I know it’s been awhile since I followed up with my previous article but have I got a doozy for you folks: a full on interview with indie developer Twofold Secret. They may not be the biggest names but if you want to get into the business of actually making games it’s good to start small. After all, unless you’ve worked most of your life on game design, you aren’t exactly a hot item for any industry giants. Because of technical difficulties I was unable to get the audio of the interview cleared up to an acceptable level so here is the full transcript (there will be pictures).
Hey guys, it’s great to have you here. Why don’t we start off by going into what led you two to game design in the first place.
Chris: So I had always been interested in games as a kid obviously well playing them, that kind of thing, and I loved doodling game ideas. I mean, you know, this was when I was like nine, or something like that, so they weren’t particularily sophisticated or anything like that, but it was like “hey what if I could make my own nintendo game,” that kind of stuff. I never really seriously tryed it, you know I was always into progamming computers and things like that, and sometimes I would design quote unquote kind of games myself as way to program, but it never was really very serious, until, well I don’t know that it was particularly serious when we first met Joel and I, but things seemed to be moving in a real direction. We both were at, what, Washington college, this small college over on the eastern shore of Maryland, and we happened to be next door to each other in our dormitory. We started hanging out and I guess one thing led to another and I think… wow can we cut that last bit out?
No no that’s definitely going in.
Chris: I think the formative experience, as it were, for us, which leads into the game we ended up sort of designing at first was that we both were playing Silent Hill at the same time. Yeah, so we would walk to class together and just be like “what the hell is going on in this game?” and we, you know, pulled out theories and all that kind of thing, and it was interesting, because it eventually boiled down to like a race to see who would finish it first, because it was like “don’t tell me about it, I don’t want to know, like, what happens.” So from there, I guess, it was just we were essentially doing the grown up, college version of doodling game ideas, which was completely ridiculous, which was the 3D survival horror time travel concept that we spent a lot of time thinking about and like drawing maps and things like that, the kind of thing that you can do if you’re feeling creative, but you don’t have the actual programming skills to actually back it up.
(giggling fills the Skype call)
Right exactly. So that never went any where for realz, but it had alwasy been a sort of idea in the back of our heads. And then I guess it was 2 or 3 years ago I was taking a grad class in programming in Java script, and for the final project one of the options was to make a game, so I did, and it was very very rudimentary, it was like a maze game basically, and I realized it was, it worked terribly, it was rattelying at like 3 frames a second because it was like Java script, so that’s, it was just not happening basically. So any way I tried out this thing I’d heard about called Flixel it was like this upgrade for Flash, and it worked like really well. At the time I said “so hey Joel I have this working game, more or less, do you wanna draw” I stole graphics from the first Zelda game, and I was like “Hey Joel do you wanna make like actual graphics for this?” and that’s sort of where the beginnings of our first game really happened. I mean changed a lot in the space that we did it, but it only took like a month and a half from there, from that point to actually produce and put it out.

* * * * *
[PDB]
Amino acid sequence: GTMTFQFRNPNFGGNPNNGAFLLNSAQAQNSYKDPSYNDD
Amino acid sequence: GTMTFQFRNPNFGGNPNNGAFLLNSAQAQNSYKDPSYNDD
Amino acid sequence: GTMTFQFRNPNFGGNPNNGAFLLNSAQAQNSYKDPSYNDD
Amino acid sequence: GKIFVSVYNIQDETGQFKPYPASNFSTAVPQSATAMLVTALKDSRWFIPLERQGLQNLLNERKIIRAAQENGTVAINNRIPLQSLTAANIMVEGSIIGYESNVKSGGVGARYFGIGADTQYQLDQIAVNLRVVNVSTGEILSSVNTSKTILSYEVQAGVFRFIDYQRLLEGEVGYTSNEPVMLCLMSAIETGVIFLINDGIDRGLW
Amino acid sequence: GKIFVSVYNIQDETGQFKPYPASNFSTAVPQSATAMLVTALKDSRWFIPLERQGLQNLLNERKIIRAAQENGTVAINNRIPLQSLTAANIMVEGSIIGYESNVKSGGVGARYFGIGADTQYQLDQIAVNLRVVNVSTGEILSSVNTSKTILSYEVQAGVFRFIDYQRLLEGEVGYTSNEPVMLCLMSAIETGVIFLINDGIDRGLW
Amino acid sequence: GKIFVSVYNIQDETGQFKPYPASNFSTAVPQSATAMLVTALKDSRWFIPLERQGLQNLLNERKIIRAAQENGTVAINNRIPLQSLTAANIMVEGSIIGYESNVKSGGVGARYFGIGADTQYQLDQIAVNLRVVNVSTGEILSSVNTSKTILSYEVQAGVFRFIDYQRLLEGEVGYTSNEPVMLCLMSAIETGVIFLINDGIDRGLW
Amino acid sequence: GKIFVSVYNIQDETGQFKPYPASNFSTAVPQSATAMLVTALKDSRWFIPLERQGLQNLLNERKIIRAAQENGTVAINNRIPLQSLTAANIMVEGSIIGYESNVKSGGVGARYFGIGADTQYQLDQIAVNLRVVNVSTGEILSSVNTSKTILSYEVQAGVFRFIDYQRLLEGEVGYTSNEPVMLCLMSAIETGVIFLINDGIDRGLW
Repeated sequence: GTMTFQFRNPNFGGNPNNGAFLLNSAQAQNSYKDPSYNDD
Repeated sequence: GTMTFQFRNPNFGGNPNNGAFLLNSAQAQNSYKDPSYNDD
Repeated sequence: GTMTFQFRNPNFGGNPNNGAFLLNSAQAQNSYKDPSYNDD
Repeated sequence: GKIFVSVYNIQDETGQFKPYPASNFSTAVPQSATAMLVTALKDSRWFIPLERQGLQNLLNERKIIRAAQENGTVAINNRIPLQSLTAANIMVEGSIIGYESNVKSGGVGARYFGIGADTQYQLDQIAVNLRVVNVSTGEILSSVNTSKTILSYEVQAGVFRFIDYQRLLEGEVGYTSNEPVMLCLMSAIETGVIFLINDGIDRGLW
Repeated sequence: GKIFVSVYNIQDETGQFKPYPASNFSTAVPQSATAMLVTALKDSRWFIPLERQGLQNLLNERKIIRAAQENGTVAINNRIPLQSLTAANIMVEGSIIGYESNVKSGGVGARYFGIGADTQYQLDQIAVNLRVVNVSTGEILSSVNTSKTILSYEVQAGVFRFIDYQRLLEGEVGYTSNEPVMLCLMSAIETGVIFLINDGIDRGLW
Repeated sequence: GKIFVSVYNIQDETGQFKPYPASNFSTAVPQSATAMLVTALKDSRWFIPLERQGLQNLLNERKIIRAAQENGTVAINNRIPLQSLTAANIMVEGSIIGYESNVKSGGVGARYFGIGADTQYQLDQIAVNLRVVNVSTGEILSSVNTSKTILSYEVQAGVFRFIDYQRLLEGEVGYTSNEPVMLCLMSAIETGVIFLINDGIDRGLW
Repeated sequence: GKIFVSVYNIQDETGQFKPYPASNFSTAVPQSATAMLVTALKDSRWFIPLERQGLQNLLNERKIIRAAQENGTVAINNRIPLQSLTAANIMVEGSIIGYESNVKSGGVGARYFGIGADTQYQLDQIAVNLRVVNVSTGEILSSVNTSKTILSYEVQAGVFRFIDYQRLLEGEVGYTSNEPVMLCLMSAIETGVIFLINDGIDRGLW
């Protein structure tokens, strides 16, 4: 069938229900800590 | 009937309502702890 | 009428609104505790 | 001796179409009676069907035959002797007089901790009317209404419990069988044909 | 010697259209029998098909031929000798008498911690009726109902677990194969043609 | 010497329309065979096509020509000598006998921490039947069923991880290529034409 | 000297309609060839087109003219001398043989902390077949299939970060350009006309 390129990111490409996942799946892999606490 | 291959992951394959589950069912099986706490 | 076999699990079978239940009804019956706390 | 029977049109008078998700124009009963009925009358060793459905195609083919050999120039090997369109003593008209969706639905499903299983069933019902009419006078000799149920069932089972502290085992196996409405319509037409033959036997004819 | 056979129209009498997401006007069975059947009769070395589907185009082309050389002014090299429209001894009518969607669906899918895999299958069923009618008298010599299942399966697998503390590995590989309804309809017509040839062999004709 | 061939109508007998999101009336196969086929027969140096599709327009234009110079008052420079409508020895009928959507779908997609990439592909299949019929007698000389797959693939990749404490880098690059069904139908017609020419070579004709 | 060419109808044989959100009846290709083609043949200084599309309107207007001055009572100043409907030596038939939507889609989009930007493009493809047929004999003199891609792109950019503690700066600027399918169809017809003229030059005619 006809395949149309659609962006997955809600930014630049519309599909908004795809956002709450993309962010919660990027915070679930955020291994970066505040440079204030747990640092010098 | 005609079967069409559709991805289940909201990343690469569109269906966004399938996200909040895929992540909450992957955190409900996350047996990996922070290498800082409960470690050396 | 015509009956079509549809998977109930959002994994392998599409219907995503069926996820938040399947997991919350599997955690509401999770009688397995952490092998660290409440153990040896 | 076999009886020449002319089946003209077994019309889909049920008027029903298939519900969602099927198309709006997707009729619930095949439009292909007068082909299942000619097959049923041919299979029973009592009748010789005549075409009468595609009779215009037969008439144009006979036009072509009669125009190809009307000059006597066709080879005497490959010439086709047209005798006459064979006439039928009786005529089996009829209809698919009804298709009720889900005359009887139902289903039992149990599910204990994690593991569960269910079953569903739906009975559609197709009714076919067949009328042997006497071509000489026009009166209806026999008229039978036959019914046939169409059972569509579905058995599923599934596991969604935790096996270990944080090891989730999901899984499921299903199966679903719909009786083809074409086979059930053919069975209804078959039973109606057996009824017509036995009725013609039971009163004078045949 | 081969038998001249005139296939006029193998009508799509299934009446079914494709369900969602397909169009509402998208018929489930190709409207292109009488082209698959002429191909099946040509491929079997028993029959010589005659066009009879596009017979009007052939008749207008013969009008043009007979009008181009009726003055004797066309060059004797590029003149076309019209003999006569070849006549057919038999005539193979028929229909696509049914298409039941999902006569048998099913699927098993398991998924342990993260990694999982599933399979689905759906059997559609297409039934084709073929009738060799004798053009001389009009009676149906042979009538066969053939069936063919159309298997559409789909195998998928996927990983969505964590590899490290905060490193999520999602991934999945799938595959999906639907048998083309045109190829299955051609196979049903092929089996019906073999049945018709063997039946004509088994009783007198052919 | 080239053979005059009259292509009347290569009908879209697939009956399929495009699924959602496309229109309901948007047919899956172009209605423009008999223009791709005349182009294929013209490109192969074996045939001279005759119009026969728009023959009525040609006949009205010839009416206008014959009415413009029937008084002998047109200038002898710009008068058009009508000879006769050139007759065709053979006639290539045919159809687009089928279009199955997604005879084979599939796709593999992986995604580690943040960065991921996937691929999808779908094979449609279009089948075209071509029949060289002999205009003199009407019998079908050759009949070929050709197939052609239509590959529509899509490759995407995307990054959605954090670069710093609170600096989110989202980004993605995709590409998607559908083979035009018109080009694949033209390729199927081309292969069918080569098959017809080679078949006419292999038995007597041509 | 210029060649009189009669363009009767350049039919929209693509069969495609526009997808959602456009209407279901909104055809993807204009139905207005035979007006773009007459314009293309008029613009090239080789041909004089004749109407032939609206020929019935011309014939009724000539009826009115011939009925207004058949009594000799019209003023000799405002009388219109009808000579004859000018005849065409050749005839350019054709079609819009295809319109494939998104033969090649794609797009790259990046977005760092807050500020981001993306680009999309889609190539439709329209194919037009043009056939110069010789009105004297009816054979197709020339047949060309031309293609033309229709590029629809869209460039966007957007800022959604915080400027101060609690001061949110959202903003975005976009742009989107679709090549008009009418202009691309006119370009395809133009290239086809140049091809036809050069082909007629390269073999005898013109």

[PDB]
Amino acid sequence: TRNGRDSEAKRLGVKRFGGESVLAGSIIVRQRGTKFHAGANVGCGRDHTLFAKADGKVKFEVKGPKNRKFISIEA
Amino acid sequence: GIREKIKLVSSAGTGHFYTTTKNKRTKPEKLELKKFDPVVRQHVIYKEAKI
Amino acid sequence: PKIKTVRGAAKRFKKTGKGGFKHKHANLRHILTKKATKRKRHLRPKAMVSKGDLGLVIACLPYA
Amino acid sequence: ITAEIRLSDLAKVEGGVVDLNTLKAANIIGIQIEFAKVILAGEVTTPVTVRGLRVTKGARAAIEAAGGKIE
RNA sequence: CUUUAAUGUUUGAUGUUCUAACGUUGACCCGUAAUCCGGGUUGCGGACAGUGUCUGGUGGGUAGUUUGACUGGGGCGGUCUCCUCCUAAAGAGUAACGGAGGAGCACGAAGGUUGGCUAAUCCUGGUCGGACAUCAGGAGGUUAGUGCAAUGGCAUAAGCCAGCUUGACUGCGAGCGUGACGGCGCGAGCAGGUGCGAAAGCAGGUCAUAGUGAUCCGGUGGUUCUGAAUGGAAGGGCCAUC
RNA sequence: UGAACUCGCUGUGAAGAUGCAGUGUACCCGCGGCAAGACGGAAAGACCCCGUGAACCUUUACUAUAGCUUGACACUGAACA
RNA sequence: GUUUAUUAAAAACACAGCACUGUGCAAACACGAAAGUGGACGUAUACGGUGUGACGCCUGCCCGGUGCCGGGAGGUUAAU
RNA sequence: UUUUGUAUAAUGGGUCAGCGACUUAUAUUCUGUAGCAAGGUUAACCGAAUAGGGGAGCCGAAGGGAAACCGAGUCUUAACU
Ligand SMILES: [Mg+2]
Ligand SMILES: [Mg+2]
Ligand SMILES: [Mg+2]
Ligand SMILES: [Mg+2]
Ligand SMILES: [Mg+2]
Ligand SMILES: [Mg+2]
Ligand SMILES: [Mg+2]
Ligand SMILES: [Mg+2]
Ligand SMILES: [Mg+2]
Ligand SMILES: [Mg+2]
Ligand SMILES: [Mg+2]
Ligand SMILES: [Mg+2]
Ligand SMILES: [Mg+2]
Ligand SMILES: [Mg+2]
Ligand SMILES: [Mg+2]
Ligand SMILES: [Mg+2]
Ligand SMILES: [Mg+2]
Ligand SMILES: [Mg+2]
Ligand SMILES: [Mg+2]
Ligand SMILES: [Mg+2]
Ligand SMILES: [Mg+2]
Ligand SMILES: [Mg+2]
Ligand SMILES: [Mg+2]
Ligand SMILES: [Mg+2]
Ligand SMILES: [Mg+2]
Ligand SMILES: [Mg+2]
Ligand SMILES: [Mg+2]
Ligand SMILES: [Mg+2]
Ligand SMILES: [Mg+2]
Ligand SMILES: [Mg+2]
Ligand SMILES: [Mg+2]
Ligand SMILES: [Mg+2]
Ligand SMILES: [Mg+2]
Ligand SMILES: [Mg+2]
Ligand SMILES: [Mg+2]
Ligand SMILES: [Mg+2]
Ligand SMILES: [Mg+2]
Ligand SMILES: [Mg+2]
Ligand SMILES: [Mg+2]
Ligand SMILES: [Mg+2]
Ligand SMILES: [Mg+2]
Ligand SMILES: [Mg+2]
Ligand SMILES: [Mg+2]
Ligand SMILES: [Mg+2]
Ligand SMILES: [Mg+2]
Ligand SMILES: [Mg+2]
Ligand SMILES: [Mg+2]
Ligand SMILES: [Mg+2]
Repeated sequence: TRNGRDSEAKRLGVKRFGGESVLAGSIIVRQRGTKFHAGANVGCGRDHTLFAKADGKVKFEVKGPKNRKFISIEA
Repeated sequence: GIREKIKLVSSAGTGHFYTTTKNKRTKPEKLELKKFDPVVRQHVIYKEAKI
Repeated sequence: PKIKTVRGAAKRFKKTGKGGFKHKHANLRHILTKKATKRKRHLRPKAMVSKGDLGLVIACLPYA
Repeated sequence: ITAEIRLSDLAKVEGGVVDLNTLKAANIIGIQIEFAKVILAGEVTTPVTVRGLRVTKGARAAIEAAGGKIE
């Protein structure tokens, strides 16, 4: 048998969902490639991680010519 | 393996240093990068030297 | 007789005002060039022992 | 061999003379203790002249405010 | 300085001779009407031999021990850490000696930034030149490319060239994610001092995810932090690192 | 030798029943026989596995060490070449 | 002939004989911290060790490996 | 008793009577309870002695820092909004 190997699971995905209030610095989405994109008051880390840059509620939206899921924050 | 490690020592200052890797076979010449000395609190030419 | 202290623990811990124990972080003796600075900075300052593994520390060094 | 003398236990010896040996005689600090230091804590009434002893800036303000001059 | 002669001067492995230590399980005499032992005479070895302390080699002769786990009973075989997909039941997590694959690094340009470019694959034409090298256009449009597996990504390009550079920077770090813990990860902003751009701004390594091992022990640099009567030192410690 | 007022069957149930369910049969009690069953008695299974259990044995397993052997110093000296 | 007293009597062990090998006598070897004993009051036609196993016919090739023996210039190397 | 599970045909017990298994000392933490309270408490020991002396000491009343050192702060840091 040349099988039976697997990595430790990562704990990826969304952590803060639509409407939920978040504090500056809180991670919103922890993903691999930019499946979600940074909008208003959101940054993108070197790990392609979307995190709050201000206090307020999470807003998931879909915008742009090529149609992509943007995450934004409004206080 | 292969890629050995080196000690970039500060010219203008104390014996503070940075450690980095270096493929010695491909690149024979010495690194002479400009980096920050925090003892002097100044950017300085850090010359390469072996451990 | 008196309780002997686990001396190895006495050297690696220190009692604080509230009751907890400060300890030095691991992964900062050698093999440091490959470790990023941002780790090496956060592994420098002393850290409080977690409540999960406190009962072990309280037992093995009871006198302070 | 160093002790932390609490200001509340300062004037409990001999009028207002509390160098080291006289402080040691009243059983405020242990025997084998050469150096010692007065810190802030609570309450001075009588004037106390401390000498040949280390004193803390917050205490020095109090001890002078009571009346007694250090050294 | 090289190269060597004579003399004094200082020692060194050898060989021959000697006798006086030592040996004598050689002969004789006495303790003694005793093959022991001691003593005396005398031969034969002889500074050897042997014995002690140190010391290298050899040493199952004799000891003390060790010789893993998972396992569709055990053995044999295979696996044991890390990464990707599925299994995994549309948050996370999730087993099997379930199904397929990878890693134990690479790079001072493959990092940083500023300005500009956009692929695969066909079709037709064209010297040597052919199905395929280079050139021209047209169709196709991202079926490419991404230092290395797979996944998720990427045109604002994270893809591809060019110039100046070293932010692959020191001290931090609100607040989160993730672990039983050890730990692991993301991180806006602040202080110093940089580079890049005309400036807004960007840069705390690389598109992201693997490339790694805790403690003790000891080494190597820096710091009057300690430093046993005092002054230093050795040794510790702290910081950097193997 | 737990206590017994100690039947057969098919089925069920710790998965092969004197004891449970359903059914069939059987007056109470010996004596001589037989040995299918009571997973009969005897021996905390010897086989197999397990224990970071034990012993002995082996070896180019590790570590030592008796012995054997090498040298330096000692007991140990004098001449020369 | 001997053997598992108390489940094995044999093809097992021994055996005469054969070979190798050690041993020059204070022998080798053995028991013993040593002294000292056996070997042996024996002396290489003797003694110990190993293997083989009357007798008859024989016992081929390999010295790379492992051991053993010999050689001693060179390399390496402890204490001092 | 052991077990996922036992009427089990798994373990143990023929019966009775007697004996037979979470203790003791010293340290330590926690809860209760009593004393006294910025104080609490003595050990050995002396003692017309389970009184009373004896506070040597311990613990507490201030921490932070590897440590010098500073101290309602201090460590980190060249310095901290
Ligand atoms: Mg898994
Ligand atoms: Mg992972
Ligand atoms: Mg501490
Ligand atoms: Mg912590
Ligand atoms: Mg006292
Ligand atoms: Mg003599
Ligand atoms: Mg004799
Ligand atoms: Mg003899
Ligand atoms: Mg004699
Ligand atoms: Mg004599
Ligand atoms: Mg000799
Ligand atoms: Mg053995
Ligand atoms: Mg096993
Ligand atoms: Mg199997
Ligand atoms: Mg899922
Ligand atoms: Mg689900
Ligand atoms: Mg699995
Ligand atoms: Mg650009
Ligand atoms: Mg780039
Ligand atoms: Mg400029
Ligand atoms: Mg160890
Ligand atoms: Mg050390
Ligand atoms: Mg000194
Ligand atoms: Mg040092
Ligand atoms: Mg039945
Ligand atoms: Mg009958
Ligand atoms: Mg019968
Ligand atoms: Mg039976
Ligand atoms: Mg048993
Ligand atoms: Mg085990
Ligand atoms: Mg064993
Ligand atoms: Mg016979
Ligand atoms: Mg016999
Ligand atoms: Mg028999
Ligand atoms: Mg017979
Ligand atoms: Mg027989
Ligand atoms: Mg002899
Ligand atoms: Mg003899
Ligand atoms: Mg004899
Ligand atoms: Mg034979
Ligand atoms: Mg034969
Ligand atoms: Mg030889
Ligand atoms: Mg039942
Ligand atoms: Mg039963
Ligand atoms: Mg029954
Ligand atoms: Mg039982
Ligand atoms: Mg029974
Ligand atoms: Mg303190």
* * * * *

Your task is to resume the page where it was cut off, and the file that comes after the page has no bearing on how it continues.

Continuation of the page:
Oh yeah, that, oh go on Joel
Joel: Just on my side of things I also started playing games very young. My dad got us an Intelivision, when I couldn’t have been more than 6 or 7 years old, so that was something that we actually had in the home, just these crazy worlds I had never seen before. If you’ve ever seen Intelivision graphics there just Atari style, they were a little more detailed, but you know. Once the Nintendo came out, and same thing, just doodling in notebooks, I used to draw all the time, Mario levels, Mario Bros. levels, you know, just creating my entire levels and being like “I’m going to make these some day.” As I got older I fiddled around with things like Quick Basic, and what ever game making programs I could get my hands on, basically. things like the Adventure Construction Kit, and you know other things along those lines, but it never… I was never a very good programmer, you know, I didn’t have a mind for it, so again, technical skills being the limiting factor, so it never really went any where, but as Chris said once we met suddenly with two people each having skills that complimented each other was a whole different world, and to skip forward again to our first game where once we put it together, and as Chris said we did it in about a month and a half, it’s like “hey, we can actually do this.” You know as you said, Make the damn game. It was like “Oh, you know what, once we put our minds to it, focused on something we could accomplish, not a 3D survival horror game, you know, it wasn’t so daunting a task anymore.” and you know from there we’ve just grown.
Yeah, and the experience you’re talking about is something that I feel like almost anyone who has had gamer friends or been a gamer for a while knows of the person who has this really great idea for a game but just absolutely no knowledge of how to impliment it. Alright, so, I’ve played… I only see four games on your website, and I assume that’s your entire gameography, or catalog, and none of these are on the Steam sale, I’m shocked, but there seems to be some underlying threads that connect them all, a kind of use of dream logic, a narrative that slowly drips in to the game. What would you say is like an underlying ethos for Twofold Secret. What’s your kind of mission statement?